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Failure as a Service

The conversation stems from two power outages on May 4 and an extended power loss early on Saturday, May 8

A recent seven hour outage at Amazon Web Services on Saturday has renewed the discussion about cloud failures and whether the customer or the provider of the services should be held responsible. The conversation stems from two power outages on May 4 and an extended power loss early on Saturday, May 8. Saturday’s outage began at about 12:20 a.m. and lasted until 7:20 a.m., and affected a “set of racks,” according to Amazon, which said the bulk of customers in its U.S. East availability zone remained unaffected.

In one of the most direct posts, Amazon EBS sucks I just lost all my data, Dave Dopson said "they [AWS] promise redundancy, it is BS." Going on to point to AWS's statement " EBS volumes are designed to be highly available and reliable. Amazon EBS volume data is replicated across multiple servers in an Availability Zone to prevent the loss of data from the failure of any single component. The durability of your volume depends both on the size of your volume and the percentage of the data that has changed since your last snapshot. As an example, volumes that operate with 20 GB or lessof modified data since their most recent Amazon EBS snapshot can expect an annual failure rate (AFR) of between 0.1% –0.5%, where failure refers to a complete loss of the volume. This compares with commodity hard disks that will typically fail with an AFR of around 4%, making EBS volumes 10 times more reliable than typical commodity disk drives."

Like many new users to cloud computing, he assumed that he could just use the service and upon failure AWS's redundancy would automatically fix any problems, because they do (sort of) say that they prevent data loss. What Amazon actually states is a little different in that "the durability of your volume depends both on the size of your volume and the percentage of the data that has changed since your last snapshot" placing the responsibility on the customer. On one hand they say that they prevent data loss, but only if you use the AWS cloud correctly, otherwise you're SOL. The reality is that AWS for most users requires significant failure planning -- in this case the use of EBS's snap shot capability. The problem is that most [new] users have a hard time learning the rules of the road. A quick search for AWS failure planning on the AWS forums resulted in little additional insights and really appears to mostly about trial and error.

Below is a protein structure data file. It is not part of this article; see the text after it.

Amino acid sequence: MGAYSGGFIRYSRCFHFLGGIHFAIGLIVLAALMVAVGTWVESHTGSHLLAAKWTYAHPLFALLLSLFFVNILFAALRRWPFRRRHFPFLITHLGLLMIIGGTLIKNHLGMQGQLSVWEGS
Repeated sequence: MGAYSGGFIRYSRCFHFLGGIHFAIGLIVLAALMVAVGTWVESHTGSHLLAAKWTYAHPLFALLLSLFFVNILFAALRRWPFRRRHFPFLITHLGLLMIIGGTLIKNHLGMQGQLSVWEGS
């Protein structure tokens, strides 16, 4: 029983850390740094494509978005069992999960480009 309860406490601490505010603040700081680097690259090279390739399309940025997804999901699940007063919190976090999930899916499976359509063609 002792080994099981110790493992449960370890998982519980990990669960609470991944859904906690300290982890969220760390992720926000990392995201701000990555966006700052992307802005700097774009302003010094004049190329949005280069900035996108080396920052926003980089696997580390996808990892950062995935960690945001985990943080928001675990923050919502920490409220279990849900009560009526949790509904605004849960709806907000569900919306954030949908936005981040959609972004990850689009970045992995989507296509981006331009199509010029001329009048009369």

In the case of hardware failures Amazon expects you to design your architecture correctly for these kinds of events by use of redundancy, for example use mutliple VM's etc. They expect a certain level of knowledge of both system administration as well as how AWS itself has been designed to be used. Newbies need not apply or should use at you're own risk. Which isn't all that clear to a new user, who hears that cloud computing is safe and the answer to all your problems. Which I admit should be a red flag in itself. The problem is two fold, an over hyped technology and unclear failure models which combine to create a perfect storm. You need the late adopters for the real revenue opportunities, but these same late adopters require a different more gentle kind of cloud service, probably one a little more platform than infrastructure focused. As IaaS matures it is becoming obvious that the "Über Geek" developers who first adopted the service is not where the long tail revenue opportunities are. To make IaaS viable to a broader market, AWS and other IaaS vendors need to mature their platforms for a lesser type of user. (A lower or least common denominator) One who is smart enough to be dangerous, otherwise they're doomed to be limited to the only for experts only segment.

The bigger question is should a cloud user have to worry about hardware failures or should these types of failures be the sole responsiblity of the service provider? My opinion is deploying to the cloud should reduce complexity, not increase it. The user should be responsible for what they have access to, so in the case of AWS, they should be responsible for failures that are brought about by the applications and related components they build and deploy, not by the hardware. If hardware fails (which it will) this should be the responsibility of those who manage and provide it. Making things worst is promising to be highly available, reliable and redundant, but with the fine print of "if you are smart enough to use all our services in the proper way" which isn't fair. If EBS is automatically replicated why did Dave lose all his data?

In a optimal cloud environment any single server failures shouldn't matter. But it appears at AWS it does.

More Stories By Reuven Cohen

An instigator, part time provocateur, bootstrapper, amateur cloud lexicographer, and purveyor of random thoughts, 140 characters at a time.

Reuven is an early innovator in the cloud computing space as the founder of Enomaly in 2004 (Acquired by Virtustream in February 2012). Enomaly was among the first to develop a self service infrastructure as a service (IaaS) platform (ECP) circa 2005. As well as SpotCloud (2011) the first commodity style cloud computing Spot Market.

Reuven is also the co-creator of CloudCamp (100+ Cities around the Globe) CloudCamp is an unconference where early adopters of Cloud Computing technologies exchange ideas and is the largest of the ‘barcamp’ style of events.

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